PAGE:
There’s an old saying in business: the two great motivators are fear and greed.
They may be common motivators, but I’d argue that they’re decidedly not great. Here’s why: If you motivate people with fear, they certainly have a sense of urgency. The cataclysmic event, whether corporate (we might be out of business!) or personal (I might be out of a job!) lurks beyond the horizon. It drives people. But it drives people to run away from it. And once that bogeyman is evaded, what’s your next act as a leader? You have to create the next potential disaster to get people moving again – because after fleeing for months or years, most people decide they need a little rest. So they sit…
So if Fear creates an empty, fleeting urgency, Greed creates a different kind of urgency – an explosive one. Greed (I’m going to get mine even if I have to step on you) works well if your organization doesn’t really need collaboration. But Greed almost always devolves into petty competition. You may be running toward something, but you’re constantly looking over your shoulder to be sure you won’t be run over by a colleague. Especially deflating is the greed of the boss (“Do this so that I can be filthy rich and you can get crumbs”).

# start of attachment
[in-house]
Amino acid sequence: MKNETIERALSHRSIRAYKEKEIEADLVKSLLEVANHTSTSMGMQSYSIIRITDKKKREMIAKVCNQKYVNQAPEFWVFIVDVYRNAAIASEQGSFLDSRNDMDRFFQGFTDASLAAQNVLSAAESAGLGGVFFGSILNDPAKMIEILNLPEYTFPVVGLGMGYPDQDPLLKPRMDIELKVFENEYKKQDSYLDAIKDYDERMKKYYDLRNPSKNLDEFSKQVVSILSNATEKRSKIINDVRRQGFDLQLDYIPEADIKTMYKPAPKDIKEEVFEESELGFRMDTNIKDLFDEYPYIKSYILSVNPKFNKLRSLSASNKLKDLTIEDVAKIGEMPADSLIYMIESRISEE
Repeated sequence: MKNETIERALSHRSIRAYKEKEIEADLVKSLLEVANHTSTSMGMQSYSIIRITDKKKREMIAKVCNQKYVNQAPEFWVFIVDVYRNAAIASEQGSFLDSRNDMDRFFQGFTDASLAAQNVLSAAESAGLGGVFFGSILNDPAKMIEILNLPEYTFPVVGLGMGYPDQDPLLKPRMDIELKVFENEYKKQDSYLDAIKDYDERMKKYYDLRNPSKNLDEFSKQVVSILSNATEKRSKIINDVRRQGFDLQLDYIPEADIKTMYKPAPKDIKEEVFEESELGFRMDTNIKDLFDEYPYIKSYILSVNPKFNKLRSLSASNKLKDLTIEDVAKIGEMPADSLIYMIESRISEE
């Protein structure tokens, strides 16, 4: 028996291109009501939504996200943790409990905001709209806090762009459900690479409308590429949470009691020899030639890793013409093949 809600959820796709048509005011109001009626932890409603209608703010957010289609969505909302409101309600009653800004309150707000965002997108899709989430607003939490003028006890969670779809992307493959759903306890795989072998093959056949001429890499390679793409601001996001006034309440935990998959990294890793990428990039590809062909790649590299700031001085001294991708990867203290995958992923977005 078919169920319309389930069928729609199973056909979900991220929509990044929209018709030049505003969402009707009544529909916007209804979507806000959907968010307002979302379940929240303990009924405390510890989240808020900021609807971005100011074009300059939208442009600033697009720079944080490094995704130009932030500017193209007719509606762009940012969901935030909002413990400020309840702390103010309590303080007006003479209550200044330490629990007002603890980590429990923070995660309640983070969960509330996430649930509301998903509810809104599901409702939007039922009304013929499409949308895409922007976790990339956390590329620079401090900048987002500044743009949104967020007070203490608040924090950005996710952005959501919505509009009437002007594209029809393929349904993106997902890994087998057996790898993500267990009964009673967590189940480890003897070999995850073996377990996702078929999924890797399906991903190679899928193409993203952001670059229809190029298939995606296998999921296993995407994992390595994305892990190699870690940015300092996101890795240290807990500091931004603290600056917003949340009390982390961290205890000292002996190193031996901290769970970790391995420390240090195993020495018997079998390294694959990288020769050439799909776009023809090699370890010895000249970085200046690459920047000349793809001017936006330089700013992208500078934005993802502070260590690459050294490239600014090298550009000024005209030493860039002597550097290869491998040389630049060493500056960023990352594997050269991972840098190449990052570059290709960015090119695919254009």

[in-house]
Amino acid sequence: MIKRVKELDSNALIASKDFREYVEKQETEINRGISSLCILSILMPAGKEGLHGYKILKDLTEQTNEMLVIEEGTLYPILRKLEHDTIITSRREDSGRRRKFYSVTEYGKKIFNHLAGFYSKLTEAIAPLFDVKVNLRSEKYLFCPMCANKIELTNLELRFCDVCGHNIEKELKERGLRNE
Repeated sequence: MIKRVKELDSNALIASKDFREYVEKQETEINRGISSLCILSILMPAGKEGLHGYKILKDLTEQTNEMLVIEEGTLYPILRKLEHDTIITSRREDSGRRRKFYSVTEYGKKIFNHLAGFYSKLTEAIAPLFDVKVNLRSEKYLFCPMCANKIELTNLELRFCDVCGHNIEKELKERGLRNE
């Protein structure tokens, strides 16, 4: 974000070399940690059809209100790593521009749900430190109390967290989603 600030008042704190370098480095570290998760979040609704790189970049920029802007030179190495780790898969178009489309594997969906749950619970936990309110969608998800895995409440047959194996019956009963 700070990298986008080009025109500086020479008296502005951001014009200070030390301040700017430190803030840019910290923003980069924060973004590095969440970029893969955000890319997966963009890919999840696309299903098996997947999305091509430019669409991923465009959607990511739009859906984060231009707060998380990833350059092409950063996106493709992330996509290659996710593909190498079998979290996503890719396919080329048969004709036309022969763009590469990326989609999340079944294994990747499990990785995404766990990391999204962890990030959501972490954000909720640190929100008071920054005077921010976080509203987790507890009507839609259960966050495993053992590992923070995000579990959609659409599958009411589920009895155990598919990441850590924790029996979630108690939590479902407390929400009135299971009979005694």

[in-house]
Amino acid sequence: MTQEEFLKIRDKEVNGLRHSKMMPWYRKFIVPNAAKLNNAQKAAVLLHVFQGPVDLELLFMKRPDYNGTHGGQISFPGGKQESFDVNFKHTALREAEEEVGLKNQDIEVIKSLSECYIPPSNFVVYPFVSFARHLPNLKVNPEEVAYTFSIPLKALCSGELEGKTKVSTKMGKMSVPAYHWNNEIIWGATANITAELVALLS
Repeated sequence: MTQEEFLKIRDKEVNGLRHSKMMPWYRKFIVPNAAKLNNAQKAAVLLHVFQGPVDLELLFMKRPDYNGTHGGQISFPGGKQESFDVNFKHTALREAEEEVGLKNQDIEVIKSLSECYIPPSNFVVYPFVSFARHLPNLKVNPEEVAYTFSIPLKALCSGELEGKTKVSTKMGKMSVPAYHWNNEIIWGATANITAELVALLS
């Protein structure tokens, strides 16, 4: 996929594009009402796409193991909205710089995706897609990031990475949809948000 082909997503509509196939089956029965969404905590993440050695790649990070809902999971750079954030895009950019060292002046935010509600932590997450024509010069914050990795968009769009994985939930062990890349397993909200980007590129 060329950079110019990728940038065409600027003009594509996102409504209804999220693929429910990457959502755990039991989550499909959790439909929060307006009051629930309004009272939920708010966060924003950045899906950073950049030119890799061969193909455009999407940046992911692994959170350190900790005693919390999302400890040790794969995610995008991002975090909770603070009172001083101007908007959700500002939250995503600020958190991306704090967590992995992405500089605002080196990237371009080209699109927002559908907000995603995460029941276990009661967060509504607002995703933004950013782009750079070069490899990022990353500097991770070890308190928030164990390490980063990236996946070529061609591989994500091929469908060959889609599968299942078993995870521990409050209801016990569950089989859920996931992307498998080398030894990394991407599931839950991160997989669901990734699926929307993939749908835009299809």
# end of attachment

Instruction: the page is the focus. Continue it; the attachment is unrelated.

One other downside of tapping into Greed: eventually – for most of the population – we have enough. The greedy incentive that used to motivate us no longer gets us out of bed. We’re looking for something else, though if we’ve been on the greed drug for a while, we may not know exactly what it is. But the result is (again) that we might just sit down and take a rest. That’s a bad day for the leader.
I’d argue that a better – and much rarer – approach is to be hungry for great things. Pick an achievement that no single person (or subgroup) could achieve on her own. Make it something that taps into intrinsic motives (we’d be the best!, we’d be the first!, we’d change the world!, we’d completely wow our customers!). Yes, find the WIIFM (what’s in it for me) but make sure there’s also a WIIFU (what’s in it for us). Then run toward it – together.
What fuels your organization?